A SIX-FIGURE sum will be invested in the Lyne Burn to maintain and upgrade a ‘green network’ in Dunfermline. 

While the Press understands the funding is not yet in place, an announcement is imminent and follows questions about the state of the waterways in the town last week. 

At the City of Dunfermline area committee, a joint motion called for a feasibility study to clean up the burns, including the one in Pitcorthie where residents complained about rats and a horrible smell. 

It was defeated and, on her Facebook page, Dunfermline South SNP councillor Fay Sinclair explained: “While I support the sentiment behind this call, I don’t think this approach is the most appropriate. 

“At committee today I supported an amendment that recognised a successful partnership to maintaining our waterways, which has resulted in a £600,000 investment in the Lyne Burn, and the importance of vegetation to local biodiversity. 

“I’ve gone further in ensuring that the specific issues with the Whinny Burn can benefit from attention from the right people, rather than placing additional burden on the council’s already-stretched parks team.

“We need an approach that’s going to deliver results and my view is that it needs to be specific to the needs of each individual circumstance, not tying up officers in extensive report-writing, with no direction on the outcomes we want to achieve.”

The motion had been tabled by fellow Dunfermline South councillors, the Lib Dems’ James Calder and Tory David J Ross. 

Cllr Calder said: “We raised this motion in response to over two years of complaints regarding the state of the Whinny Burn in Pitcorthie. Overgrown vegetation such as Japanese Knotweed has caused problems for the water flow and there are huge problems of rats and odours.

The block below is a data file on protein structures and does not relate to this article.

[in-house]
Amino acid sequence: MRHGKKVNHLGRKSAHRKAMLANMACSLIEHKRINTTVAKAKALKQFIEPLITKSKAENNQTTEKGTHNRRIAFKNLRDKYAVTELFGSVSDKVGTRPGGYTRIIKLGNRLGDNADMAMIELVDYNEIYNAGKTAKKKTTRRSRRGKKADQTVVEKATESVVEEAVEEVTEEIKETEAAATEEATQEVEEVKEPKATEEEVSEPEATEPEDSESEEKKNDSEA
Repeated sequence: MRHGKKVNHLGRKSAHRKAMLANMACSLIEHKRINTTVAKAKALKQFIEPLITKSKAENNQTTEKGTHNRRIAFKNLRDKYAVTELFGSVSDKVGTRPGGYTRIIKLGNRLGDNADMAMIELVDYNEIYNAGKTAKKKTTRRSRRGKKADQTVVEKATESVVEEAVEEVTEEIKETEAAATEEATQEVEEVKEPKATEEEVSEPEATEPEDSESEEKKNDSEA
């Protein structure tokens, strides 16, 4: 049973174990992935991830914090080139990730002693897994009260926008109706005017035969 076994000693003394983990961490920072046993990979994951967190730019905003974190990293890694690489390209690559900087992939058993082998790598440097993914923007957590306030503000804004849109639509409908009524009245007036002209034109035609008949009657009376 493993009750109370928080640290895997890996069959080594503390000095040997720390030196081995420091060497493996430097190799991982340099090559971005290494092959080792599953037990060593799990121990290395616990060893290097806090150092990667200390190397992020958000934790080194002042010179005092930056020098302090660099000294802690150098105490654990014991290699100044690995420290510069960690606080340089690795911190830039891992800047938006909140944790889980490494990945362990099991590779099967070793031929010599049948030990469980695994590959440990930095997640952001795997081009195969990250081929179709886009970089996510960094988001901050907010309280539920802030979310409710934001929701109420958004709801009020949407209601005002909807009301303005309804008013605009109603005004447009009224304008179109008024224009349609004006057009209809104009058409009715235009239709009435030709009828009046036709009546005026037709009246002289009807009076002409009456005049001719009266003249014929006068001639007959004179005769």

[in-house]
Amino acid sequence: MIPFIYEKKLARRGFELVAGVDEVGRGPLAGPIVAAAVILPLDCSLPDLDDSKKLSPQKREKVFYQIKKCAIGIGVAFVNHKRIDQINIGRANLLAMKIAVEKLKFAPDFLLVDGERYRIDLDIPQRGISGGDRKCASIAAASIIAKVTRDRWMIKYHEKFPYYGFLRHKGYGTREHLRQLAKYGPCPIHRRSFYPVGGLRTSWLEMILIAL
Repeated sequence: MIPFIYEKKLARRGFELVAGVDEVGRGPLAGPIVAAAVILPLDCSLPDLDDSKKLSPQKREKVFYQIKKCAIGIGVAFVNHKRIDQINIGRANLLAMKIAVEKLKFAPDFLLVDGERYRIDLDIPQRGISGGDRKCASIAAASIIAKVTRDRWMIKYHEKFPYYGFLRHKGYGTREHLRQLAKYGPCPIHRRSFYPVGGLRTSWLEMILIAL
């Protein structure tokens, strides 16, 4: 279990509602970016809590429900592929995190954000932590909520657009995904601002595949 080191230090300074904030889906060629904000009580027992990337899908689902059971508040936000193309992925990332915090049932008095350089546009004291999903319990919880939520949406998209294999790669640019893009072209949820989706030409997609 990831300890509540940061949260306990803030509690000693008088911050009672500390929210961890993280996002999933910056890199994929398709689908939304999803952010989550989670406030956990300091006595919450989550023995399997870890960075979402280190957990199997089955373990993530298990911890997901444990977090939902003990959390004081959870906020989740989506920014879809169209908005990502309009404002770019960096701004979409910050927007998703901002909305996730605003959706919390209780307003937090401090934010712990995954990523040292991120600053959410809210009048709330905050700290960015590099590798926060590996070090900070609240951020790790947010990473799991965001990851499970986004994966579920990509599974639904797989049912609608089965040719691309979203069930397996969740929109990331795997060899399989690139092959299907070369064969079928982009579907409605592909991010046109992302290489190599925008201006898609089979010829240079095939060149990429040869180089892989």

“The motion simply asked for a feasibility study for clearing them. 

“Disappointingly, Labour and the SNP rejected this and provided a watered-down amendment which promises nothing for local residents. I will keep fighting, however, to get the burn cleared.” 

Local resident Janette Freir attended the meeting and said: “I have lived in Pitcorthie for 43 years and never seen the burn in such an appalling state or had to tolerate the infestation of rats that we are now dealing with. 

“This is a serious environmental and health risk that the council are ignoring and refusing to deal with.”

She added: “We used to find frogs from the burn in our gardens and occasionally we would have ducks swimming in the burn, sadly, this is a thing of the past. 

“The wildlife as we knew it has been replaced by rats.”

There are plans to improve the biodiversity and attractiveness of the Lyne Burn corridor, where it meanders through Touch, Abbeyview, Woodmill and towards east Dunfermline, with a cycle route linking communities and making the most of the green spaces. 

It would also include river restoration and improvements to the waterway and Fife Council is set to be awarded the six-figure investment.